One way to meet the e-waste challenge is to recycle old and unused devices. But the easy options of throwing items away or hiding them, added to various factors such as fear for data security or difficulty reaching points of return, mean recycling levels are still quite low around the world. whole.

While citizens estimate that around half of electronic waste is currently recycled, the reality is much bleaker: just over 17% of electronic devices were known to be properly treated and recycled in 2019.

Yet recycling has a huge role to play in reducing the industry’s environmental footprint. Smartphones, for example, require a lot of resources to build, with analysts estimating that the total carbon footprint of the manufacturing process equals the annual carbon emissions of a small country. If some of the resources could be recycled from older devices, reducing those numbers could go a long way.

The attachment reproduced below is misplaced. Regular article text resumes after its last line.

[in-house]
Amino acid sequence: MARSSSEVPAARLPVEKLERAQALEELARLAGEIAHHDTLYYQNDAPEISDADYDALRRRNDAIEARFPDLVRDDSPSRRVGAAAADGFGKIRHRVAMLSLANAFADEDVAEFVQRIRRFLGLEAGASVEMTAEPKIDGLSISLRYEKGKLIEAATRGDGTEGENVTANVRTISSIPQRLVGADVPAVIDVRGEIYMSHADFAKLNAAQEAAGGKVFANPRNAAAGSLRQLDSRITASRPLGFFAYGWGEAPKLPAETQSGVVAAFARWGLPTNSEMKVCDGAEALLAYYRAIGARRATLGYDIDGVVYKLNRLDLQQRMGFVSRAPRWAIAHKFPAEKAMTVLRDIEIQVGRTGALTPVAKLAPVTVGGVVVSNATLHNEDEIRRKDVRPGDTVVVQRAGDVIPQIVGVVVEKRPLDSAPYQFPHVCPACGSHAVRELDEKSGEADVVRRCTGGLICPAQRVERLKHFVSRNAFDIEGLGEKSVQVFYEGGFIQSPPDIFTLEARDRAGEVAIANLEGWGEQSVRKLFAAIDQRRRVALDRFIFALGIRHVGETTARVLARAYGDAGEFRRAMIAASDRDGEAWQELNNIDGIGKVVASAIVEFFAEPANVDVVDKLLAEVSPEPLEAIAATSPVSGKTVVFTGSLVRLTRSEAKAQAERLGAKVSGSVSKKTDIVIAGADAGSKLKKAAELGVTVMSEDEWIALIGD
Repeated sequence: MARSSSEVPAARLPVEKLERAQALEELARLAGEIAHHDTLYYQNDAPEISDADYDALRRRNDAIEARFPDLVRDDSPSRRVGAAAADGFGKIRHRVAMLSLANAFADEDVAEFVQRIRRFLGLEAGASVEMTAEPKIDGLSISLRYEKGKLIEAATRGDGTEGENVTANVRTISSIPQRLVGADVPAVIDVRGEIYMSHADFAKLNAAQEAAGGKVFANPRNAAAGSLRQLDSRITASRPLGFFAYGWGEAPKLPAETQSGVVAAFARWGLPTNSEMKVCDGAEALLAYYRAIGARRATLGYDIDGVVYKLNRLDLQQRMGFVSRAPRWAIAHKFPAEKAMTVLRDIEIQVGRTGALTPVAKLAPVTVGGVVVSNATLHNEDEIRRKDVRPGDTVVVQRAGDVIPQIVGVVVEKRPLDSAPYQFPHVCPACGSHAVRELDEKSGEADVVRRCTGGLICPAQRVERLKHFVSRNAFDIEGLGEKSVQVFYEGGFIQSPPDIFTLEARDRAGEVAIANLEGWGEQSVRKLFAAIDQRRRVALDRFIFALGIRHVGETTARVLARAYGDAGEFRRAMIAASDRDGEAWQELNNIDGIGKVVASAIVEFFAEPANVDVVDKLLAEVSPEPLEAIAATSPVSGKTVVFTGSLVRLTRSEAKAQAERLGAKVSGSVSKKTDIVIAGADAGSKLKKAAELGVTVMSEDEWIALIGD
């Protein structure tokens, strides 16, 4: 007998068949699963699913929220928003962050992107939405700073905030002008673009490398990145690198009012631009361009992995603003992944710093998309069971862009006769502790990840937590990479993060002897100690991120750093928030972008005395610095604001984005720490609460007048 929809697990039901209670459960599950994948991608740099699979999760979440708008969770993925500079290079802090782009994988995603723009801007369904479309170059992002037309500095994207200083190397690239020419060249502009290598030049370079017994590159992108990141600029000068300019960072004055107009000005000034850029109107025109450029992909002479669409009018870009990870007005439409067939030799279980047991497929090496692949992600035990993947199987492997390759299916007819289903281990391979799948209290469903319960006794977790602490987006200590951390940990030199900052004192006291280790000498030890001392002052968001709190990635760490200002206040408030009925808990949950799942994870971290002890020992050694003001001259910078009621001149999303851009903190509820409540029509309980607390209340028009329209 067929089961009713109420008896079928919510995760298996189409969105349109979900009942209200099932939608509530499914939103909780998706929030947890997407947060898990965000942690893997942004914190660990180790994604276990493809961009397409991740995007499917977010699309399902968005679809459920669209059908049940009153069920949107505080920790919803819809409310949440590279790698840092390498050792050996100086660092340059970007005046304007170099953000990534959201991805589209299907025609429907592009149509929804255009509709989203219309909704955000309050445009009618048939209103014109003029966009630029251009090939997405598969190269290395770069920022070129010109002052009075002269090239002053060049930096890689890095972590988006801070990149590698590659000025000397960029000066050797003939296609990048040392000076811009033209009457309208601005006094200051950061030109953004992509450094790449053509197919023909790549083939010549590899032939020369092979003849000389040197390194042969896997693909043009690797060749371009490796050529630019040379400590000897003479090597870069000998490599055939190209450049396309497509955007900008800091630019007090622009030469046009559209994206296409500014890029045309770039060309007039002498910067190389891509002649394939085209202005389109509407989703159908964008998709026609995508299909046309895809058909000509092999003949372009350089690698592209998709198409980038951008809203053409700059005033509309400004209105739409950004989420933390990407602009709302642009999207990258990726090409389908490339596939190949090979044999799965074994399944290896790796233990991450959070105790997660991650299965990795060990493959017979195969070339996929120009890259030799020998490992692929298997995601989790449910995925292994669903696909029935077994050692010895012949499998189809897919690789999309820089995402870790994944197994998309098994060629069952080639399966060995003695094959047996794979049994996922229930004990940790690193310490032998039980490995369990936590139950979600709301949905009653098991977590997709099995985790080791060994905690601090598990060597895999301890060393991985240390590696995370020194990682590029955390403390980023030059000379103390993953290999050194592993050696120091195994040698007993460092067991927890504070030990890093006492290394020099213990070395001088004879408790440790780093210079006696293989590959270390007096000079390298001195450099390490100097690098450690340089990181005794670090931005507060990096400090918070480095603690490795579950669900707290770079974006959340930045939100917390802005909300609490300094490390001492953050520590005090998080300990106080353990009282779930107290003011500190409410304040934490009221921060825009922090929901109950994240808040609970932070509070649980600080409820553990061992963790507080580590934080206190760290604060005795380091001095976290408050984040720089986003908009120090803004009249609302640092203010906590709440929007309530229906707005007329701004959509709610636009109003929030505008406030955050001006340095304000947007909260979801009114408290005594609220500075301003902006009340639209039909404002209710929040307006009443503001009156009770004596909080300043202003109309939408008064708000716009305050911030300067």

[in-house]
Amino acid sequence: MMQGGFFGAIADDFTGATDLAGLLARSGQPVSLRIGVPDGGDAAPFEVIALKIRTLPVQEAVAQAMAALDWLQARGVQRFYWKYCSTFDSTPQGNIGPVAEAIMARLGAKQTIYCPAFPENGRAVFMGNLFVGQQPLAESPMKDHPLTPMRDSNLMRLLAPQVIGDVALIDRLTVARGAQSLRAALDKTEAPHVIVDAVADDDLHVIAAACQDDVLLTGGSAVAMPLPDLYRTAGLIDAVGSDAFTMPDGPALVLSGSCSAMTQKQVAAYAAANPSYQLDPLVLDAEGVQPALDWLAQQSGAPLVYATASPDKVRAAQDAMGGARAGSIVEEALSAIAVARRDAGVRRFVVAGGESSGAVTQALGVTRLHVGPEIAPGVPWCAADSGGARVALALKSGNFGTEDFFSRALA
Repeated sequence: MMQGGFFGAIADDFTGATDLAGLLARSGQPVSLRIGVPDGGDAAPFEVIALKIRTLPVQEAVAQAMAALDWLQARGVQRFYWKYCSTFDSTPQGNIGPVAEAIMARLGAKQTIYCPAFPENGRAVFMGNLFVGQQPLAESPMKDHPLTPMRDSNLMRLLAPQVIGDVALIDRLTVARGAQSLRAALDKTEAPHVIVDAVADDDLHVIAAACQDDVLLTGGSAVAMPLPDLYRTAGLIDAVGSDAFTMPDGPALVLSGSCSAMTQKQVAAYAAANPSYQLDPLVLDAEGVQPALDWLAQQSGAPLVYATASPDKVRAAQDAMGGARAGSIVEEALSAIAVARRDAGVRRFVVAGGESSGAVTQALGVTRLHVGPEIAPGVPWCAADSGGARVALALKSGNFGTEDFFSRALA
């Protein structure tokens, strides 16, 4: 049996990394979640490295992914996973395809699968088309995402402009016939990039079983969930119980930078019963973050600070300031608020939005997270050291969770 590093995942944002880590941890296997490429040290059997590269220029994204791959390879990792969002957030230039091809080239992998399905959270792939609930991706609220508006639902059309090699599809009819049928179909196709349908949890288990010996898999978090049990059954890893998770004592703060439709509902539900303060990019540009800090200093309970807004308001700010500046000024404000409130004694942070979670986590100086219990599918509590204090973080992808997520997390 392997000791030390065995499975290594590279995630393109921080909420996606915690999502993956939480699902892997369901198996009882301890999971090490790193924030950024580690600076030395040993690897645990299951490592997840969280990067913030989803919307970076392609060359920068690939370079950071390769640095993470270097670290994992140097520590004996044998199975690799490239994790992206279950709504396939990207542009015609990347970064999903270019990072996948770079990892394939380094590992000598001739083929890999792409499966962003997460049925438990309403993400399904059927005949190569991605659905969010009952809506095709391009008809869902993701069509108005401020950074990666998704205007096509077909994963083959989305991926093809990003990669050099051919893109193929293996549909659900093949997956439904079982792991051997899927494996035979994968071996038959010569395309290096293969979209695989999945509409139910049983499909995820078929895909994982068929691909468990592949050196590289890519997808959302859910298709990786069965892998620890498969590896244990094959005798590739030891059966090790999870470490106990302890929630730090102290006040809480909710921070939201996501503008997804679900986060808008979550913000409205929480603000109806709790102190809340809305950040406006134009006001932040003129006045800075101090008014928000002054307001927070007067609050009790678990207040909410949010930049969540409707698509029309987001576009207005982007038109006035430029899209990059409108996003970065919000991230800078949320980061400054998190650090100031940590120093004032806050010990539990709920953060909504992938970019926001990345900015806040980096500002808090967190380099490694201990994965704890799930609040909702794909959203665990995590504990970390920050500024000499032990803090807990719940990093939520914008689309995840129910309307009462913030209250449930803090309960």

For example, recovering certain materials like gold from waste saves a lot of carbon dioxide emissions compared to mining, experts from the WEEE Forum have said.

“Each tonne of recycled WEEE avoids around two tonnes of CO2 emissions,” said Pascal Leroy, Managing Director of the WEEE Forum. “If we all do the right thing with our electronic waste, we are helping to reduce harmful CO2 emissions.

See also: Don’t Buy That Expensive New iPhone 13: How Used iPhones Can Save You Huge Savings.

The gains are not only environmental: materials that can be used in old electronics also have financial value. A ton of discarded cell phones, for example, contains more gold than a ton of gold ore.

And a million cell phones could generate 24 kilograms of gold, 16,000 kilograms of copper, 350 kilograms of silver and 14 kilograms of palladium. In 2019, the value of this type of raw material in electronic waste was estimated to be around $ 57 billion, of which only $ 10 billion was recovered.

Consumers are now responsible for their e-waste, said the WEEE Forum. “One thing stands out: as long as citizens don’t return their used and broken equipment, sell it or give it away, we will have to keep mining brand new materials causing great environmental damage,” Leroy said.